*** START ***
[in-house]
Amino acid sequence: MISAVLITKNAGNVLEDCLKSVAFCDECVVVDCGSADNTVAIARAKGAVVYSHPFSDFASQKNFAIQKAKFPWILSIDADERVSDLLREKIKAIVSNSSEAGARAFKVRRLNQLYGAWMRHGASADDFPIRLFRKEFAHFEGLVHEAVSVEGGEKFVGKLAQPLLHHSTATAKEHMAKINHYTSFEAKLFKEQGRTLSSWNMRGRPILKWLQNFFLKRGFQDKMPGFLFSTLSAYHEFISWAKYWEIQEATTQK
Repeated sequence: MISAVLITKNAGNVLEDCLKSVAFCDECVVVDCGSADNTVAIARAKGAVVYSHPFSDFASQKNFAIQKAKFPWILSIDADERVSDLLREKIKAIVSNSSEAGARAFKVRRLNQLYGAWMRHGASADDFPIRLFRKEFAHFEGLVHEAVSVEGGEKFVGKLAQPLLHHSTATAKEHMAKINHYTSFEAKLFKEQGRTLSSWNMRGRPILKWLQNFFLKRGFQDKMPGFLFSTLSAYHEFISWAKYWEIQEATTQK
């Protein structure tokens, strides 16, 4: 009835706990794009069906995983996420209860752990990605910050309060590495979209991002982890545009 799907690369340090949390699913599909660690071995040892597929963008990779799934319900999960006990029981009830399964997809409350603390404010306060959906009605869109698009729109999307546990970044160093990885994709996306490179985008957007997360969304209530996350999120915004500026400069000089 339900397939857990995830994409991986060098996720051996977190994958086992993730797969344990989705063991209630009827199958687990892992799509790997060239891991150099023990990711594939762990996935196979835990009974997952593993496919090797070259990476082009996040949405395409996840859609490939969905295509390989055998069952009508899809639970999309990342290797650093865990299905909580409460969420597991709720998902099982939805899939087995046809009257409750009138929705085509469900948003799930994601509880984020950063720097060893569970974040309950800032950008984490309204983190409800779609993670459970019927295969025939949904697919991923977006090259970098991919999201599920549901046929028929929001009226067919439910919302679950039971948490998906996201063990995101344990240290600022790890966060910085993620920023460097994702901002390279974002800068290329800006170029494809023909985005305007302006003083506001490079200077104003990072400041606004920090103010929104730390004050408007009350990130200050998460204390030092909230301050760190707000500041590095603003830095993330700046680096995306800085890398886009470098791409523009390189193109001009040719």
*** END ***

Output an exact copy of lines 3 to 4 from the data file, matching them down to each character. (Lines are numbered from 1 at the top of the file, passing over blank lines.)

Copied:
Repeated sequence: MISAVLITKNAGNVLEDCLKSVAFCDECVVVDCGSADNTVAIARAKGAVVYSHPFSDFASQKNFAIQKAKFPWILSIDADERVSDLLREKIKAIVSNSSEAGARAFKVRRLNQLYGAWMRHGASADDFPIRLFRKEFAHFEGLVHEAVSVEGGEKFVGKLAQPLLHHSTATAKEHMAKINHYTSFEAKLFKEQGRTLSSWNMRGRPILKWLQNFFLKRGFQDKMPGFLFSTLSAYHEFISWAKYWEIQEATTQK
């Protein structure tokens, strides 16, 4: 009835706990794009069906995983996420209860752990990605910050309060590495979209991002982890545009 799907690369340090949390699913599909660690071995040892597929963008990779799934319900999960006990029981009830399964997809409350603390404010306060959906009605869109698009729109999307546990970044160093990885994709996306490179985008957007997360969304209530996350999120915004500026400069000089 339900397939857990995830994409991986060098996720051996977190994958086992993730797969344990989705063991209630009827199958687990892992799509790997060239891991150099023990990711594939762990996935196979835990009974997952593993496919090797070259990476082009996040949405395409996840859609490939969905295509390989055998069952009508899809639970999309990342290797650093865990299905909580409460969420597991709720998902099982939805899939087995046809009257409750009138929705085509469900948003799930994601509880984020950063720097060893569970974040309950800032950008984490309204983190409800779609993670459970019927295969025939949904697919991923977006090259970098991919999201599920549901046929028929929001009226067919439910919302679950039971948490998906996201063990995101344990240290600022790890966060910085993620920023460097994702901002390279974002800068290329800006170029494809023909985005305007302006003083506001490079200077104003990072400041606004920090103010929104730390004050408007009350990130200050998460204390030092909230301050760190707000500041590095603003830095993330700046680096995306800085890398886009470098791409523009390189193109001009040719």